By Land, By Sea, by William Hoffman. Baton Rouge: Louisiana State University Press. 173 pp. $16.95. Whether they're Chesapeake Bay watermen or farm-equipment mechanics, William Hoffman's characters are intimately tied to the earth and its elements. The author's sense of place keeps the 12 short stories in ``By Land, By Sea'' anchored deep and true and allows him to explore themes that matter: father-son relationships, growing old, surviving under duress, and faith.
In one of the most moving stories, ``Patriot,'' a coal miner who loves his home as much as he enjoys hard physical labor finds one odd job after another rather than pull up stakes when the mine is closed down: ``His torso was short and thick, but he had a dignity, a refusal to back off or bow that was like rudimentary nobility....'' In ``Cuttings'' a middle-aged businessman puts his stamina to the test when he single-handedly chops down a dying oak tree; later, however, he feels a ``gentle, aching sadness entwined with a descending peace.''
And in the eloquent ``The Question of Rain,'' a minister has to find his own peace with God when parishioners ask him for a special day of prayer for needed rain for their crops. ``We don't pray to ask favors as if He's a rich uncle,'' he explains to his rebellious flock, ``but to have fellowship with Him, to achieve a feeling that we are close and in His care.''
Author of nine novels and former writer-in-residence at Hampden-Sydney College in Virginia, Hoffman takes readers on leisurely strolls through well-loved Virginia backwoods and along familiar Chesapeake shores.
He introduces us to the small-town rural South of Tobaccoton and Dry Branch, to characters with names like Dip Cooley and Spud Hogge, to the sounds of mockingbirds in crape myrtle.
Readers looking for lyric scenery will find plenty, in passages where ``... minutes crept like woolly worms laboring across the rounded, moss-mortared bricks of the front walk,'' and ``tree toads squatted among lichenous branches of oaks to voice the hot pulse of the night.'' Family Attractions, by Judith Freeman. New York: Viking. 227 pp. $16.95.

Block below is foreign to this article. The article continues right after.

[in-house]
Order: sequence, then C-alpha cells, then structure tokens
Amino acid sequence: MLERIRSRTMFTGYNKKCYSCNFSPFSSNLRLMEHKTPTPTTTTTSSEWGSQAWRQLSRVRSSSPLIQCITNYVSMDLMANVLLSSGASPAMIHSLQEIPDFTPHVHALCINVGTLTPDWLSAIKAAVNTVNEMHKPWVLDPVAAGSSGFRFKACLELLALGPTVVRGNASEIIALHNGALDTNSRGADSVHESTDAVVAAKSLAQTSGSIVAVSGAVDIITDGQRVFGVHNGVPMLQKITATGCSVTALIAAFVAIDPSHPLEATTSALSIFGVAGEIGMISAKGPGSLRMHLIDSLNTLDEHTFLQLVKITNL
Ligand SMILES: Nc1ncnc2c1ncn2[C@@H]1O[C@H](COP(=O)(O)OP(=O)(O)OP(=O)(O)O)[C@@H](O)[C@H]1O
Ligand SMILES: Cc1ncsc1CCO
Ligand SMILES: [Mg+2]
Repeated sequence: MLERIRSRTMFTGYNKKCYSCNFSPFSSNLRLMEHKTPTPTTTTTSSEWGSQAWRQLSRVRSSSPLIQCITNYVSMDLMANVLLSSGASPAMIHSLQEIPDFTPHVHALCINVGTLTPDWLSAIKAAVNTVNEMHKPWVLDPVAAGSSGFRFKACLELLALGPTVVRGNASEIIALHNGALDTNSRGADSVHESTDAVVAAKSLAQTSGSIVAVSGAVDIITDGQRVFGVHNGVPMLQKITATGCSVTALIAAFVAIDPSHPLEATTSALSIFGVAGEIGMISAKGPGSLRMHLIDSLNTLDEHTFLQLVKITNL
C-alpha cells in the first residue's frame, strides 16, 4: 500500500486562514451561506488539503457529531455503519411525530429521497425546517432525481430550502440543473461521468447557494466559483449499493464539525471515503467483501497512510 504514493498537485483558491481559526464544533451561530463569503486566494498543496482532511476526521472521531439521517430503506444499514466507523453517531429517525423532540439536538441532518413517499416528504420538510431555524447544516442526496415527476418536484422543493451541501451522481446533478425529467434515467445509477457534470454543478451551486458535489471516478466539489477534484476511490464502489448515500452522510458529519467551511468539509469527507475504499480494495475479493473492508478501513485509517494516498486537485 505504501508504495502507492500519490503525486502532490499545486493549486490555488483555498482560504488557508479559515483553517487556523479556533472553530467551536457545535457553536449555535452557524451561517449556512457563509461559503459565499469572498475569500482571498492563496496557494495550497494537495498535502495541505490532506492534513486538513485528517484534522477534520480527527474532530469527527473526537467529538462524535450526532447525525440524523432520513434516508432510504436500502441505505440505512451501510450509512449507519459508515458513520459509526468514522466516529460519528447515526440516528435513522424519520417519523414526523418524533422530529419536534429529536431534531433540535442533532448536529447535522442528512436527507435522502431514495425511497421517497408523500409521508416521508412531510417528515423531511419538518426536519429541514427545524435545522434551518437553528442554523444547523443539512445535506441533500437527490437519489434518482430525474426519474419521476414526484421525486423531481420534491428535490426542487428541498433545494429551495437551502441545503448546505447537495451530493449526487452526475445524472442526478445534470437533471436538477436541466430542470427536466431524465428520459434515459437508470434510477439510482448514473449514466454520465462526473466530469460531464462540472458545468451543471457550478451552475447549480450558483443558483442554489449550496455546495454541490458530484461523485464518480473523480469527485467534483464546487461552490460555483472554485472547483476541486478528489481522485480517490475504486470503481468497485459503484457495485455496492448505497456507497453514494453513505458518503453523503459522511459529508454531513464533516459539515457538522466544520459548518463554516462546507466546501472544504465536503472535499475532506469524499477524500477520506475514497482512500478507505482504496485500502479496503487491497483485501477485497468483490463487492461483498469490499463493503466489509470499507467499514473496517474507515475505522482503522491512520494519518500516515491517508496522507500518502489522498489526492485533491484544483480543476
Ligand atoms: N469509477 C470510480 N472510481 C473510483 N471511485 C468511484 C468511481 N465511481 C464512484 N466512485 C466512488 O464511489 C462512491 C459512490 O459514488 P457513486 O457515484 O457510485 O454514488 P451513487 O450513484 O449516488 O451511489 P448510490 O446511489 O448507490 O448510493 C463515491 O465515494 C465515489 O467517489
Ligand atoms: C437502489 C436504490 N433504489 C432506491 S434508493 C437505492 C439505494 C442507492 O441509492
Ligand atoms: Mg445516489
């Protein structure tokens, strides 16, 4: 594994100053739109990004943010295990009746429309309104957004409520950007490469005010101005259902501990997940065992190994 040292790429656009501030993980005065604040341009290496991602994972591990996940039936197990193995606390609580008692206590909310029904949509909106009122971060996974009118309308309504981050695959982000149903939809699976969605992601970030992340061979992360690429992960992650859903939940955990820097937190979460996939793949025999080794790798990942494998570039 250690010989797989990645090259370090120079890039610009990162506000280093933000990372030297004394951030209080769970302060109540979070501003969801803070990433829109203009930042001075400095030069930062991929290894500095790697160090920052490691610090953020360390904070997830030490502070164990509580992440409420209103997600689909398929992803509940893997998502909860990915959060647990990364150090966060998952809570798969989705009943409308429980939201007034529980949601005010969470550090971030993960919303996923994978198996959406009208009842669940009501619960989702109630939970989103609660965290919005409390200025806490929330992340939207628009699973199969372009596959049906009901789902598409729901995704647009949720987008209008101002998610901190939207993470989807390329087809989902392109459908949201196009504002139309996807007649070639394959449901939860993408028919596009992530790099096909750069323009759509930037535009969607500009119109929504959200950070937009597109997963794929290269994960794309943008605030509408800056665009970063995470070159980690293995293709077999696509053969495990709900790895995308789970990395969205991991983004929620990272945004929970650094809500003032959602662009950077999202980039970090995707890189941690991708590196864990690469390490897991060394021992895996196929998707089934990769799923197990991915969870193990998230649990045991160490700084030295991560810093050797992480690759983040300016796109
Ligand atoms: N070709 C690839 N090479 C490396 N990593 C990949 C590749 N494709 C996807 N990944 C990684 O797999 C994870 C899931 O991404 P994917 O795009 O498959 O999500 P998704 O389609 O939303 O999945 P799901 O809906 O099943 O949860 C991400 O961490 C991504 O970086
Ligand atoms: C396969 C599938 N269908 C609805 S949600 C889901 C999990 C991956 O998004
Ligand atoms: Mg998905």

Judith Freeman makes an appealing publishing debut with ``Family Attractions,'' a collection of 11 short stories that generally affirm the small, unheralded acts that hold families together in a fast-changing world.
An inviting tone is set in the title story, in which a 63-year-old bachelor marries and becomes father, overnight, to two teen-age daughters.
In succeeding stories, the point of view shifts from an adolescent who's having her first brush with sensuality in ``Pretend We're French,'' to a spinsterish traveler whose wariness of men takes center stage in ``The Botanic Gardens.''
The author's Mormon upbringing figures in two of the most effective tales: Faith is found and abandoned in ``The Death of a Mormon Elder,'' and in ``Clearfield'' a single mother, no longer active in the church, discovers how far she has come in finding her own self-worth.
Freeman's writing is warmly intuitive, and many of her stories are braced with sardonic humor. In ``What Is This Movie?'' a teen-ager watches with glee as her grandmother methodically flattens the tires on the car of her mother's former lover.
In ``Pretend We're French,'' a young girl begins to doubt that being a dutiful wife and mother is the ``highest calling'' in life - ``not because I didn't believe ... that it was ... but because I hadn't had any dates yet. I was becoming a pragmatist.'' Emperor of the Air, by Ethan Canin. Boston: Houghton Mifflin. 181 pp. $15.95.
``Emperor of the Air'' takes a similarly affirmative look at family dynamics but generally fails to explore relationships in much depth or to take readers beyond the pleasantries of introductions to intimate, first-name familiarity.
The nine stories are the work of newcomer Ethan Canin, a fourth-year medical student at Harvard and a graduate of the Iowa Writers Workshop. Canin has received surprising news media attention as the latest winner of the Houghton Mifflin Literary Fellowship.
His families are a quirky lot, some more troubled - and more thematically interesting - than others.
In most of these stories, the voice is male, and to borrow from Tennessee Williams, Canin's most intriguing characters are those who are looking at the stars: In the title story a father teaches his son (albeit incorrectly) about the glories of the night skies; ``Star Food'' features a mother who encourages her son to stay on the roof of the family grocery store in the evening, dreaming his - and her - dreams of greatness to come.
The author is a quick study, a sharp observer of telling detail, and a storyteller of great exuberance. Canin shows stylistic promise in this collection, and with some added subtleties and nuances his future work ought to make for more lasting, more satisfying reading.